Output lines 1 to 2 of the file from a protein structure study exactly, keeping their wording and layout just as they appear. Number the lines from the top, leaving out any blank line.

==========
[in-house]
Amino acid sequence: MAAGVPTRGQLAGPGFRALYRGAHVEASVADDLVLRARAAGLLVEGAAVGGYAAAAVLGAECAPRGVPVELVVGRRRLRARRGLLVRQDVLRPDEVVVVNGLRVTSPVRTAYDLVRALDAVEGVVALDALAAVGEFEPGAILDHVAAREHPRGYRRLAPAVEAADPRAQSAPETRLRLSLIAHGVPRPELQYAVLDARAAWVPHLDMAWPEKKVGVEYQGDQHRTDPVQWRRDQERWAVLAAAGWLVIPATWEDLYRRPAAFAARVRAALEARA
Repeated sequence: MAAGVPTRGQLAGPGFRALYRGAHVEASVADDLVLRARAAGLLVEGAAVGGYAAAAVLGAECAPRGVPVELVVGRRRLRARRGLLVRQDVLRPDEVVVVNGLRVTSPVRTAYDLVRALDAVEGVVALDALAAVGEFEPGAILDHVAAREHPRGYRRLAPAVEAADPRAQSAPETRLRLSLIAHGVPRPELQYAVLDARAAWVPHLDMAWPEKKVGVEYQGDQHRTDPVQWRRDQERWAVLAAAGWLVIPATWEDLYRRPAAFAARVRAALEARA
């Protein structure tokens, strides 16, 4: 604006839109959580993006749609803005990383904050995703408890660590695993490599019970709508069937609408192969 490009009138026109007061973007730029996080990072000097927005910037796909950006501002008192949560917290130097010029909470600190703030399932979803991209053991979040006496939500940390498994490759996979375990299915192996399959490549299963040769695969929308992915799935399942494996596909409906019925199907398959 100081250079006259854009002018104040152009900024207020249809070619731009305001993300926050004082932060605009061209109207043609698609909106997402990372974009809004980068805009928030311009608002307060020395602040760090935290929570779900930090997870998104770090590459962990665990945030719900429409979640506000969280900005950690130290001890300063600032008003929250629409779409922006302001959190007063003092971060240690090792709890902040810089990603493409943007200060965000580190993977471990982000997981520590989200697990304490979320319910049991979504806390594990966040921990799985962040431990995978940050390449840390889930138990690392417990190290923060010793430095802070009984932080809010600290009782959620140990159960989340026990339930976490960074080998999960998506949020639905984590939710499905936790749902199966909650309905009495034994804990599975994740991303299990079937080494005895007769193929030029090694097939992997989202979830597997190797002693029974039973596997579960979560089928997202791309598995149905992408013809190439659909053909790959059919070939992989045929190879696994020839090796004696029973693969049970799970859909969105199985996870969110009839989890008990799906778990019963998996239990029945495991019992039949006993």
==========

[in-house]
Amino acid sequence: MAAGVPTRGQLAGPGFRALYRGAHVEASVADDLVLRARAAGLLVEGAAVGGYAAAAVLGAECAPRGVPVELVVGRRRLRARRGLLVRQDVLRPDEVVVVNGLRVTSPVRTAYDLVRALDAVEGVVALDALAAVGEFEPGAILDHVAAREHPRGYRRLAPAVEAADPRAQSAPETRLRLSLIAHGVPRPELQYAVLDARAAWVPHLDMAWPEKKVGVEYQGDQHRTDPVQWRRDQERWAVLAAAGWLVIPATWEDLYRRPAAFAARVRAALEARA